Directed by: Gary Ross
Written by: Gary Ross, Suzanne Collins, Billy Ray
Cast: Jennifer Lawrence, Josh Hutcherson, Liam Hemsworth, Woody Harrelson, Wes Bentley, Stanley Tucci
This dystopian story takes place in the country of Panem, where as a punishment and a reminder of the past rebellion by the Districts against the Capitol, the annual Hunger Games were started. Two tributes - a boy and a girl between the ages of 12 and 18 - are chosen at the Reaping by lottery from each of the twelve Districts. The sixteen-year-old protagonist, Katniss Everdeen, volunteers to go instead of her twelve-year-old sister, whose name was drawn during the Reaping.
Casting Jennifer Lawrence as Katniss was a great decision - it was evident already from the trailers. She doesn't disappoint for a second and brings incredible strength and intensity to Katniss. There is something especially visceral about her performance and it comes from a true place. The Reaping scene is one of the more powerful in the movie, as Katniss screams "I volunteer!" to take part in the Games instead of her sister. It is followed by the equally emotionally charged moment, where the people of District 12 salute Katniss in a silent acknowledgment of her sacrifice. "Emotionally charged" can be easily applied to the whole movie - it never lets you catch a break, just like the book.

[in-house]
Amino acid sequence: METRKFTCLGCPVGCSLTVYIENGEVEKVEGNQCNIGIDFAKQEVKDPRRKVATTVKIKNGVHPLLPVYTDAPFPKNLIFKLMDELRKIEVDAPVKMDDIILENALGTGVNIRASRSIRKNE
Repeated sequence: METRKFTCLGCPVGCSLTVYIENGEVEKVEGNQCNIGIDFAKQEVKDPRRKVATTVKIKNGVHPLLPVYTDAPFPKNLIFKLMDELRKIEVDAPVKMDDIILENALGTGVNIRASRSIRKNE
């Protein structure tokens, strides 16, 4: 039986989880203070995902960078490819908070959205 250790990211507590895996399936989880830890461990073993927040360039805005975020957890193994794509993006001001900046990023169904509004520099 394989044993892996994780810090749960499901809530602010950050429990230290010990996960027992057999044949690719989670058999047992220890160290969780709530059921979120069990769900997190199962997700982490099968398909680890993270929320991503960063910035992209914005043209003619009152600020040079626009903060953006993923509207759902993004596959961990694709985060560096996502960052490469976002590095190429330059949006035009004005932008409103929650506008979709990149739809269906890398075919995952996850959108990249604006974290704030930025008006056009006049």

The minimal use of soundtrack turned out to be very effective. After all, silence is sometimes more powerful, as is obvious in the Reaping scene. The "shaking camera" style of cinematography only enhanced the experience, making the action look more urgent and realistic - the combination this story required. The editing was very effective as well, especially in the opening scenes showing the life in District 12, and later on, during the Games, in the sequence where Katniss is hallucinating after being stabbed by the tracker jackers.
The Hunger Games in the movie are an ultimate reality show with a touch of gladiator fights - an interesting reflection on our age of obsession with the reality TV. There are many layers to be uncovered and interpreted, and it's great that The Hunger Games seemed to find that balanced combination of action and meaning, only securing its success. Part of that success, it seems to me, is also that it somehow resonates with our ever-changing times.
May the odds be ever in your favor.